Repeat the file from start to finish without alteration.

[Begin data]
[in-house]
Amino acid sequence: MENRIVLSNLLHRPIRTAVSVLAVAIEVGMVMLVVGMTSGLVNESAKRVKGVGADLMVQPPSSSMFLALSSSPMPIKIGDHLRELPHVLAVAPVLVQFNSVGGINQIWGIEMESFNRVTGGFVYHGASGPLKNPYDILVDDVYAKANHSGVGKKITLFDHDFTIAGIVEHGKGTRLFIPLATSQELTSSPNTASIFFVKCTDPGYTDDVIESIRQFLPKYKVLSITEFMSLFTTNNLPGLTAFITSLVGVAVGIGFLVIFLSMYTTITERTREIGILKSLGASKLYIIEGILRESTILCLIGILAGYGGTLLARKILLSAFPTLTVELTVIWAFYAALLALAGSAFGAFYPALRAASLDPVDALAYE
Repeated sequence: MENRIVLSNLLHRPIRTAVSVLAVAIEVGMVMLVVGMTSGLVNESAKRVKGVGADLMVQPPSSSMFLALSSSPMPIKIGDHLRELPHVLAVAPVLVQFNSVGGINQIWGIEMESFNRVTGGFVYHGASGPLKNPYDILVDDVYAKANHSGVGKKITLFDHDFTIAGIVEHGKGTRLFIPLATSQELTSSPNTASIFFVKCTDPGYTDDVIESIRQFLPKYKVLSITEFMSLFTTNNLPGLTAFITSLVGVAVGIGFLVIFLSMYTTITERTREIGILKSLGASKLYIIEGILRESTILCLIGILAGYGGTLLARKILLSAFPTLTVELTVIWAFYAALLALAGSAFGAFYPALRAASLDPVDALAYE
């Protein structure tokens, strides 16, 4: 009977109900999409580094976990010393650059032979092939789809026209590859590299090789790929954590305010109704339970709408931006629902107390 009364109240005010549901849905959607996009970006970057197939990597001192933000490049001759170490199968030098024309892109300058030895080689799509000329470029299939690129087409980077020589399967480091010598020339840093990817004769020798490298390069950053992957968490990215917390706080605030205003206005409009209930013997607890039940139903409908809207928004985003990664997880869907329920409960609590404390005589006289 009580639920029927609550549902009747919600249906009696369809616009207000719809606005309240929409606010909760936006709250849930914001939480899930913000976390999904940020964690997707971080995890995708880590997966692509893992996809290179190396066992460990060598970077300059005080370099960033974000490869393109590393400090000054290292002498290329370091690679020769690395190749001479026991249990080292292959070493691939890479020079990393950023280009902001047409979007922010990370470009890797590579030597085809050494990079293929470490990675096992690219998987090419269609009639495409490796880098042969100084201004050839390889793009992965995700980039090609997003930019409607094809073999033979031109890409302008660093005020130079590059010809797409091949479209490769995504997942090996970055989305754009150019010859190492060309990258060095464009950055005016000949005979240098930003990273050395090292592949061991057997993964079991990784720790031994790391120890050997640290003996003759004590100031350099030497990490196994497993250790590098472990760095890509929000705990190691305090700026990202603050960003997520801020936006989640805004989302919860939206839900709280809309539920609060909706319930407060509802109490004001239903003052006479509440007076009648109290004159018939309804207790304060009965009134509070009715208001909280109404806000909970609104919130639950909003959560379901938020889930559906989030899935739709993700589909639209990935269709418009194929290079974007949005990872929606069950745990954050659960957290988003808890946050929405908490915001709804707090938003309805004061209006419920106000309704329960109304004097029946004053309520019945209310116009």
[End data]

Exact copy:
[in-house]
Amino acid sequence: MENRIVLSNLLHRPIRTAVSVLAVAIEVGMVMLVVGMTSGLVNESAKRVKGVGADLMVQPPSSSMFLALSSSPMPIKIGDHLRELPHVLAVAPVLVQFNSVGGINQIWGIEMESFNRVTGGFVYHGASGPLKNPYDILVDDVYAKANHSGVGKKITLFDHDFTIAGIVEHGKGTRLFIPLATSQELTSSPNTASIFFVKCTDPGYTDDVIESIRQFLPKYKVLSITEFMSLFTTNNLPGLTAFITSLVGVAVGIGFLVIFLSMYTTITERTREIGILKSLGASKLYIIEGILRESTILCLIGILAGYGGTLLARKILLSAFPTLTVELTVIWAFYAALLALAGSAFGAFYPALRAASLDPVDALAYE
Repeated sequence: MENRIVLSNLLHRPIRTAVSVLAVAIEVGMVMLVVGMTSGLVNESAKRVKGVGADLMVQPPSSSMFLALSSSPMPIKIGDHLRELPHVLAVAPVLVQFNSVGGINQIWGIEMESFNRVTGGFVYHGASGPLKNPYDILVDDVYAKANHSGVGKKITLFDHDFTIAGIVEHGKGTRLFIPLATSQELTSSPNTASIFFVKCTDPGYTDDVIESIRQFLPKYKVLSITEFMSLFTTNNLPGLTAFITSLVGVAVGIGFLVIFLSMYTTITERTREIGILKSLGASKLYIIEGILRESTILCLIGILAGYGGTLLARKILLSAFPTLTVELTVIWAFYAALLALAGSAFGAFYPALRAASLDPVDALAYE
């Protein structure tokens, strides 16, 4: 009977109900999409580094976990010393650059032979092939789809026209590859590299090789790929954590305010109704339970709408931006629902107390 009364109240005010549901849905959607996009970006970057197939990597001192933000490049001759170490199968030098024309892109300058030895080689799509000329470029299939690129087409980077020589399967480091010598020339840093990817004769020798490298390069950053992957968490990215917390706080605030205003206005409009209930013997607890039940139903409908809207928004985003990664997880869907329920409960609590404390005589006289 009580639920029927609550549902009747919600249906009696369809616009207000719809606005309240929409606010909760936006709250849930914001939480899930913000976390999904940020964690997707971080995890995708880590997966692509893992996809290179190396066992460990060598970077300059005080370099960033974000490869393109590393400090000054290292002498290329370091690679020769690395190749001479026991249990080292292959070493691939890479020079990393950023280009902001047409979007922010990370470009890797590579030597085809050494990079293929470490990675096992690219998987090419269609009639495409490796880098042969100084201004050839390889793009992965995700980039090609997003930019409607094809073999033979031109890409302008660093005020130079590059010809797409091949479209490769995504997942090996970055989305754009150019010859190492060309990258060095464009950055005016000949005979240098930003990273050395090292592949061991057997993964079991990784720790031994790391120890050997640290003996003759004590100031350099030497990490196994497993250790590098472990760095890509929000705990190691305090700026990202603050960003997520801020936006989640805004989302919860939206839900709280809309539920609060909706319930407060509802109490004001239903003052006479509440007076009648109290004159018939309804207790304060009965009134509070009715208001909280109404806000909970609104919130639950909003959560379901938020889930559906989030899935739709993700589909639209990935269709418009194929290079974007949005990872929606069950745990954050659960957290988003808890946050929405908490915001709804707090938003309805004061209006419920106000309704329960109304004097029946004053309520019945209310116009």